Keywords
aging, lithium-ion batteries, photoelectron spectroscopy
National Category
Energy Engineering Materials Chemistry
Identifiers
urn:nbn:se:uu:diva-381545 (URN)10.1002/ente.201900310 (DOI)000483721900011 ()
Available from: 2019-04-11 Created: 2019-04-11 Last updated: 2019-12-09Bibliographically approved
Liu, C., Qiu, Z., Brant, W., Younesi, R., Ma, Y., Edström, K., . . . Zhu, J.-F. (2018). A free standing Ru–TiC nanowire array/carbon textile cathode with enhanced stability for Li–O2 batteries. Journal of Materials Chemistry A, 6, 23659-23668
Open this publication in new window or tab >>A free standing Ru–TiC nanowire array/carbon textile cathode with enhanced stability for Li–O2 batteries
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2018 (English)In: Journal of Materials Chemistry A, ISSN 2050-7488, Vol. 6, p. 23659-23668Article in journal (Refereed) Published
Abstract [en]

The instability of carbon cathode materials is one of the key problems that hinder the development of lithium–air/lithium–oxygen (Li–O2) batteries. In this contribution, a type of TiC-based cathode is developed as a suitable alternative to carbon based cathodes, and its stability with respect to its surface properties is investigated. Here, a free-standing TiC nanowire array cathode was in situ grown on a carbon textile, covering its exposed surface. The TiC nanowire array, via deposition with Ru nanoparticles, showed enhanced oxygen reduction/evolution activity and cyclability, compared to the one without Ru modification. The battery performance of the Li–O2cells with Ru–TiC was investigated by using in operando synchrotron radiation powder X-ray diffraction (SR-PXD) during a full cycle. With the aid of surface analysis, the role of the cathode substrate and surface modification is demonstrated. The presented results are a further step toward a wise design of stable cathodes for Li–O2 batteries.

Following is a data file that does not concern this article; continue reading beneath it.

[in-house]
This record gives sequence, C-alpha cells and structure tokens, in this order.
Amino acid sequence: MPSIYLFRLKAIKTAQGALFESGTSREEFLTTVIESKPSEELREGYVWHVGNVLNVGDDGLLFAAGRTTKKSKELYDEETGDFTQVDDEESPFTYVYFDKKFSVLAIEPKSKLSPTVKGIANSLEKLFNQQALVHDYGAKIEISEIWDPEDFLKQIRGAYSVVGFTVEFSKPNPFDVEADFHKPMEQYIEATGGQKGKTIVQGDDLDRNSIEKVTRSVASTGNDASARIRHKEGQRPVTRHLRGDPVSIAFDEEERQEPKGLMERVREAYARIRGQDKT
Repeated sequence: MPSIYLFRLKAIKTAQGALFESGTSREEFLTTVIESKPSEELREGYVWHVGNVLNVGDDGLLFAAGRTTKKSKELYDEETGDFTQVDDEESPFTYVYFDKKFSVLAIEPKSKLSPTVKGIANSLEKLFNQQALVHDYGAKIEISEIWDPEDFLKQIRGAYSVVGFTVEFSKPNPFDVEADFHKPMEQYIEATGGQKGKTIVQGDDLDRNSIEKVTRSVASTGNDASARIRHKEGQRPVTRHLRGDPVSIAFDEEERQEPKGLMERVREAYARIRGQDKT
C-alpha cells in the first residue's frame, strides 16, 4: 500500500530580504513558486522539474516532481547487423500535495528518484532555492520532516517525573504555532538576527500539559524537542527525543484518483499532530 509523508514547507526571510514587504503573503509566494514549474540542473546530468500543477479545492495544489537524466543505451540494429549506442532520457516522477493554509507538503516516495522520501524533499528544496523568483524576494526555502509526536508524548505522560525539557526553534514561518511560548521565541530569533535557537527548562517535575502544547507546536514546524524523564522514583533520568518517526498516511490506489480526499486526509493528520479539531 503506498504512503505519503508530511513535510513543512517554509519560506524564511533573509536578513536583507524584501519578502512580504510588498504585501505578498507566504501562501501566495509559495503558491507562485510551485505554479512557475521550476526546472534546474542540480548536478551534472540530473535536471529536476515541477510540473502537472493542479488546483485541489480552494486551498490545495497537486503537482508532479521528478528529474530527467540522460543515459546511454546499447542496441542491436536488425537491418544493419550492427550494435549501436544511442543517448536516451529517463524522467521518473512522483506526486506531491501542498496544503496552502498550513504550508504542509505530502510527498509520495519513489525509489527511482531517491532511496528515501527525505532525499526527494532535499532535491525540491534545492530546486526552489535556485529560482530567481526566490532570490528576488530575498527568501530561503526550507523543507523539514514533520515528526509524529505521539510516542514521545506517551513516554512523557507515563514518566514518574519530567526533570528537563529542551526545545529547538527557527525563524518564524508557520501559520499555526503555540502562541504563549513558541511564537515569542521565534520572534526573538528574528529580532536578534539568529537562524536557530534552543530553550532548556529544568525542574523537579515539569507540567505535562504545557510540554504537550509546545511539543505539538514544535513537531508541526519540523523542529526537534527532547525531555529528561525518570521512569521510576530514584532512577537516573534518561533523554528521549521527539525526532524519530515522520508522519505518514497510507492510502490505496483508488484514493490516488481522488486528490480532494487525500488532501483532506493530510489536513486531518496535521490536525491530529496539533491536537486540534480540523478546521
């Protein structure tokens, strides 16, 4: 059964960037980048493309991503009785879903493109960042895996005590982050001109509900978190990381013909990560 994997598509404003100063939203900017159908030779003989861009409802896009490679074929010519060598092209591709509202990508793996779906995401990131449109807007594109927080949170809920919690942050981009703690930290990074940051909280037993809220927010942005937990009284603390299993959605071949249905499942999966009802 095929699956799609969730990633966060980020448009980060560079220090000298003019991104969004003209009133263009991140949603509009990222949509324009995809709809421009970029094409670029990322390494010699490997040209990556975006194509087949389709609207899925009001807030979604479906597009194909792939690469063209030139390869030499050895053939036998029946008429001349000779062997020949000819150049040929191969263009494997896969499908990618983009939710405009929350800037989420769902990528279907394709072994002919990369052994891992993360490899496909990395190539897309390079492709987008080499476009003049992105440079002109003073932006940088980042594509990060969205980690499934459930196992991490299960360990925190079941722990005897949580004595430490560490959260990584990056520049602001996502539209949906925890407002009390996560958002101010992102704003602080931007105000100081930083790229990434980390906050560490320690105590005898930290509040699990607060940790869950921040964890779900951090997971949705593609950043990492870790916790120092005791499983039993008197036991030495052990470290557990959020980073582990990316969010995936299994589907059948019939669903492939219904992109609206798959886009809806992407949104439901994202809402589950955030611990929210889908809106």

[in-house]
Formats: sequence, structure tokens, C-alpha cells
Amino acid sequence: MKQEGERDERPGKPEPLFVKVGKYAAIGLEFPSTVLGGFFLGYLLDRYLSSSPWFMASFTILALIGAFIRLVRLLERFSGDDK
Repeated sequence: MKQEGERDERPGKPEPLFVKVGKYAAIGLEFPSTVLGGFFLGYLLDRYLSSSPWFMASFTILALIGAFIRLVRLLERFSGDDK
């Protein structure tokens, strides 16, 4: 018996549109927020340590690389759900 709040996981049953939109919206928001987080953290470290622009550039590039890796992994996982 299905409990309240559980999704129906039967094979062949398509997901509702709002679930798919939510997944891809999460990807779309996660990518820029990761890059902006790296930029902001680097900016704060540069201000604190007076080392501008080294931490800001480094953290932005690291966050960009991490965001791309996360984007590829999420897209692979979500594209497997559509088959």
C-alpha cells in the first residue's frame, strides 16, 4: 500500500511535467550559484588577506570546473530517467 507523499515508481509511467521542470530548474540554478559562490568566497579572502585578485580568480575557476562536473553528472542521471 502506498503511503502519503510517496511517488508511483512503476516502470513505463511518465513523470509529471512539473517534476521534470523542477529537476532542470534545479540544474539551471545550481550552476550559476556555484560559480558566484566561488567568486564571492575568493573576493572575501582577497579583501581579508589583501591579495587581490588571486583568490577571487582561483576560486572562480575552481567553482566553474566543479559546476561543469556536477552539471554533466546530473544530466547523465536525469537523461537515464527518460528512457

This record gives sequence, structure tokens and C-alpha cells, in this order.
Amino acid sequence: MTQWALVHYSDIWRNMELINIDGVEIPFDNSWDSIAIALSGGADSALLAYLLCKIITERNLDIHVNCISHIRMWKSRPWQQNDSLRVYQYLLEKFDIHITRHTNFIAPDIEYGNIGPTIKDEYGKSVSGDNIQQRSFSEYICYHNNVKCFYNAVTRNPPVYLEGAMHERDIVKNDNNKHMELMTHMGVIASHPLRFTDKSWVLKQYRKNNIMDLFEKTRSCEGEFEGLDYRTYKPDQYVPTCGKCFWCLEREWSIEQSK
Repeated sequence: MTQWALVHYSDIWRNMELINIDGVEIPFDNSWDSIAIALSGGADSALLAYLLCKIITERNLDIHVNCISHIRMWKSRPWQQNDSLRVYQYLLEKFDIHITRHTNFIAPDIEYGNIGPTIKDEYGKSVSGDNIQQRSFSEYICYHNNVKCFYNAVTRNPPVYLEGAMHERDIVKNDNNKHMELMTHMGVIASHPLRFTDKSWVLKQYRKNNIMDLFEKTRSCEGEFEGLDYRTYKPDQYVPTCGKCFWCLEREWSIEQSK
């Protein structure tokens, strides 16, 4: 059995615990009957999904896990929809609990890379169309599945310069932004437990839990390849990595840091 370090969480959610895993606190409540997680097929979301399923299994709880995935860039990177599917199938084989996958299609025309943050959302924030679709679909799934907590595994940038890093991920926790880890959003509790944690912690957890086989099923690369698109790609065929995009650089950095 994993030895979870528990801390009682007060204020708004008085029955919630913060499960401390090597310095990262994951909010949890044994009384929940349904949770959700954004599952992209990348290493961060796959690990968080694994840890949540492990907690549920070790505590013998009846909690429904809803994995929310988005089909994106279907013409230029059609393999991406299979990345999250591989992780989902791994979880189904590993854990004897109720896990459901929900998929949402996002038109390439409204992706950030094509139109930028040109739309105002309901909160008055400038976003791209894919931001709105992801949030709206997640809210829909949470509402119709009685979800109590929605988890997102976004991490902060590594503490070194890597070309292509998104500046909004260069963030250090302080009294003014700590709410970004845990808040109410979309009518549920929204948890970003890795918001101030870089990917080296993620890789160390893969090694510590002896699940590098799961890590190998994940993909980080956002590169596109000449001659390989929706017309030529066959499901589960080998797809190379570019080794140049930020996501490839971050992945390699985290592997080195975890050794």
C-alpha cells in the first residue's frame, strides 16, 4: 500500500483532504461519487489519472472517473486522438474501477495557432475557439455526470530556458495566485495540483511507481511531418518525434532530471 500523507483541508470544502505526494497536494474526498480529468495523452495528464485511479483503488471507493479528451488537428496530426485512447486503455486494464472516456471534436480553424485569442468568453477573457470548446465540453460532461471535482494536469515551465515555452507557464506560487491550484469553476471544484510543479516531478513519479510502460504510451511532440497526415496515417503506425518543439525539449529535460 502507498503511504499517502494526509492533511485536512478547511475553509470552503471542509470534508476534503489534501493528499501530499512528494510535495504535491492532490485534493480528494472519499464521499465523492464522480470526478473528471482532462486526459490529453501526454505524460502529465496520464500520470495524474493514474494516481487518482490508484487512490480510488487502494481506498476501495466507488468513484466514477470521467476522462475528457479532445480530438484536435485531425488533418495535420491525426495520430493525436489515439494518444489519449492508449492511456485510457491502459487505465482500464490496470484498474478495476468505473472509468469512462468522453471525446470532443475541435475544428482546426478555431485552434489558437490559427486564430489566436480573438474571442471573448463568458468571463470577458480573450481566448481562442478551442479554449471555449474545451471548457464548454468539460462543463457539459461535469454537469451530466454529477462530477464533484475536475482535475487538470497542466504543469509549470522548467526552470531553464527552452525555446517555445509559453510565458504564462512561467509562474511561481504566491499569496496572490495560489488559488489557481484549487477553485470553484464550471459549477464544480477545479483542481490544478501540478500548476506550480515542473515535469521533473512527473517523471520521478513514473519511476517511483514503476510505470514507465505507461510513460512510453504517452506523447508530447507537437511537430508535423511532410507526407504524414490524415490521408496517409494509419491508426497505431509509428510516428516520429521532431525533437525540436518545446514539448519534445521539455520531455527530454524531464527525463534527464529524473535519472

National Category
Materials Chemistry
Identifiers
urn:nbn:se:uu:diva-369118 (URN)DOI: 10.1039/c7ta10930j (DOI)000451813300047 ()
Funder
Swedish Research CouncilSwedish Energy Agency
Available from: 2018-12-10 Created: 2018-12-10 Last updated: 2019-03-19Bibliographically approved
Aktekin, B., Brant, W., Valvo, M., Marzano, F., Zipprich, W., Brandell, D. & Edström, K. (2018). Cation Ordering and Oxygen Release in LiNi0.5-xMn1.5+xO4-y (LNMO)—In Situ Neutron Diffraction and Performance in Li-Ion Full Cells. In: : . Paper presented at 2018 MRS Fall Meeting, Boston, MA, USA, November 25-30, 2018. Boston, MA, USA
Open this publication in new window or tab >>Cation Ordering and Oxygen Release in LiNi0.5-xMn1.5+xO4-y (LNMO)—In Situ Neutron Diffraction and Performance in Li-Ion Full Cells
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2018 (English)Conference paper, Oral presentation with published abstract (Refereed)
Abstract [en]